Baking Classics

So, Great British Bake Off returns tonight but now on Channel 4 and with only Paul Hollywood remaining of the original BBC presenters.  Am I going to watch it?  Probably not, it always annoyed me anyway, but there is no denying that it has had considerable influence in actually getting people to bake, not just watching.  The Westwood Show that I attended yesterday demonstrated as much enthusiasm for baking competitions as for the gardening and crafts.

The Sunday Telegraph ran a big feature to promote the new series including recipes for “ten classics you need to master to earn your place in the tent”.  That got my attention.  Before learning that she was to become the new judge, Prue Leith had previously criticised the programme for encouraging unhealthy eating, and I hope that she might bring it back to basics and away from the presentational emphasis on creating “show-stoppers”.  There was no suggestion that the “10 classics” were of her devising, and thank God, as very few are what I would consider classic, nor British, and every single one of them is sweet – very sweet.  Given that there are two judges, one specialising in bread, I have always wondered why this is so under-represented in the programme.  Anyway, it gave me the opportunity to consider what would make my Top 10 (Great British) Baking Classics, so here they are:

  1. 1. Overnight Risen London Bloomer

Why? Sandwiches are the nation’s favourite lunch.  They are a British invention (the Earl of Sandwich, who didn’t want to leave the gaming table to eat) and their popularity spread nationwide. A proper Afternoon Tea would always include sandwiches, dainty ones with the crusts removed.  Being able to bake the sort of bread that can be cut thinly enough for this must surely be an essential skill of the British baker.  There is no reason why overnight rises (so much more healthy, digestible and traditional than modern fast-risen loaves) could not be incorporated into the programme schedule.

  1. 2. Regional Yeasted Bun

Why? All over the UK people added something sweet to a piece of their standard bread dough before taking it to the bakers and thus arose hundreds of localised specialities.  A Chelsea Bun and Bath Bun became nationally famous (so much so in the case of the Bath Bun that it came to be a pale reflection of the original).  Many others remained specialities of their area and everyone should know how to make their local speciality bun.

  1. 3. Crumpets

Why? Before people had ovens at home they either took their dough to a baker or cooked on a griddle directly over the fire.  There are numerous recipes cooked in this way and I toyed between choosing English Breakfast Muffins and Crumpets for my classic recipe.  It would be good to remember that English Muffins have nothing in common with the American version that is now so ubiquitous.  However, whilst it used to be possible to buy some quite acceptable commercial crumpets, I haven’t found any for a few years now so making your own is a must if this winter treat is not to be lost.

  1. 4. Scones

Why? Essential for a cream tea.  I did consider whether the older, yeasted, version known as Cut Rounds in Devon and still popular in many parts of the West Country was more classic than the modern version that relies on baking powder as a raising agent.  However, modern scones are so quick to make that if you have these “off pat” you can whip them up for unexpected visitors in the time it takes to heat the oven.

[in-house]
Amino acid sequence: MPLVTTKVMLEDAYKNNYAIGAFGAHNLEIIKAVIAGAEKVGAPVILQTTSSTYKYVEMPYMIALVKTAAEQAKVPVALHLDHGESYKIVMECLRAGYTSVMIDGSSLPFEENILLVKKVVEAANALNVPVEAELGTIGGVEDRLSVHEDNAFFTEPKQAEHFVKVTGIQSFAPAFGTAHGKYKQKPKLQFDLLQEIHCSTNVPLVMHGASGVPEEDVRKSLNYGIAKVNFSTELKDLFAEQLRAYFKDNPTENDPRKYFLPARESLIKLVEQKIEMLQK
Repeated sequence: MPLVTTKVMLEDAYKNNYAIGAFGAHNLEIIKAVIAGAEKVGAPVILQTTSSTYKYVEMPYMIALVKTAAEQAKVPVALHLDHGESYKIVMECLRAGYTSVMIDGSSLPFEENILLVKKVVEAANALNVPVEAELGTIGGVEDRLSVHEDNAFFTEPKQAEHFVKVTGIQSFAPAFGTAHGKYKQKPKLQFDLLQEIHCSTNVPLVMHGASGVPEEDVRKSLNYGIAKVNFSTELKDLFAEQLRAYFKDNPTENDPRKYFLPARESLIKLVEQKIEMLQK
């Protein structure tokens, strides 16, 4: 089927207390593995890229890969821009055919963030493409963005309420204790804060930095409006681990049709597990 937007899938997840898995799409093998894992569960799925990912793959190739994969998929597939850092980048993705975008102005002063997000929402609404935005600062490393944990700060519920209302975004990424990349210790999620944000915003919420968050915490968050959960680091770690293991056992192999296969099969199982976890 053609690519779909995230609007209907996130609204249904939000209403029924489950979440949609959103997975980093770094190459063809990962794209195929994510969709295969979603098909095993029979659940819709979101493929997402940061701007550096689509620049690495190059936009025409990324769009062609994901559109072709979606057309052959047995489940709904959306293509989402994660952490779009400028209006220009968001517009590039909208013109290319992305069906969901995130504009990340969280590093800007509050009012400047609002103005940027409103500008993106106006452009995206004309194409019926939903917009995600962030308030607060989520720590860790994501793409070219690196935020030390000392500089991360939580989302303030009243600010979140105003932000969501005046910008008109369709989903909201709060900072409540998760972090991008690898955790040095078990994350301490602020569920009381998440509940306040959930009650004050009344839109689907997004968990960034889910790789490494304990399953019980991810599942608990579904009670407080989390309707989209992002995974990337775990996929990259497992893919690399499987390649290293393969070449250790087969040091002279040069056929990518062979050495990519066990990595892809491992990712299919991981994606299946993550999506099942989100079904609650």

1. 5. Shortbread

Why? If I had to choose one biscuit for the rest of my life it would be shortbread.  In fact, I’m not too bothered about any other type.  Buttery, crumbly delicious home-made shortbread.  It is also a great accompaniment to fools and other soft desserts.  I even allow some flavour additions in these cases!

  1. 6. Suet Pastry

Why? We have become so afraid of animal fats when they are actually healthier than vegetable substitutes.  Suet puddings, both sweet and savoury, are classic British fare and I would love to see fresh suet become readily available again.

  1. 7. Hot-water crust pie

Why? Pork Pie is the most famous version although once you have mastered hot-water crust pastry you can make beautiful raised Game Pies too and you can’t get much showier than that!

  1. 8. Teabread

Why? These are so useful – they actually improve on keeping.  There are so many variations based on this technique e.g. malted fruitbread, sticky gingerbread, date and banana loaf (useful for using up over-ripe bananas).

  1. 9. Eccles Cakes

Why? I admit that it might seems bizarre to single out one regional speciality above others but I have chosen Eccles Cakes for the following reasons: the use a rough puff or flaky pastry that is useful in other classics, e.g. sausage rolls; the fruit content makes them high energy but high in natural sugar; although a regional speciality they are popular nationwide, there is even an acceptable commercial product, and they are also good with cheese.

  1. 10. Trifle

Why? A British classic that involves many elements and is a genuine show-stopper.  Forget packet custard or jelly and think instead of syllabub, homemade trifle sponge, biscuits and jam.

I further justified my Top Ten selection in that I have deemed them all sufficiently important to have covered previously in my articles and recipes for The Campaign for Real Farming so just click on the links to get more information.

This entry was posted in August - Articles, Food Culture, Food Culture Articles. Bookmark the permalink.

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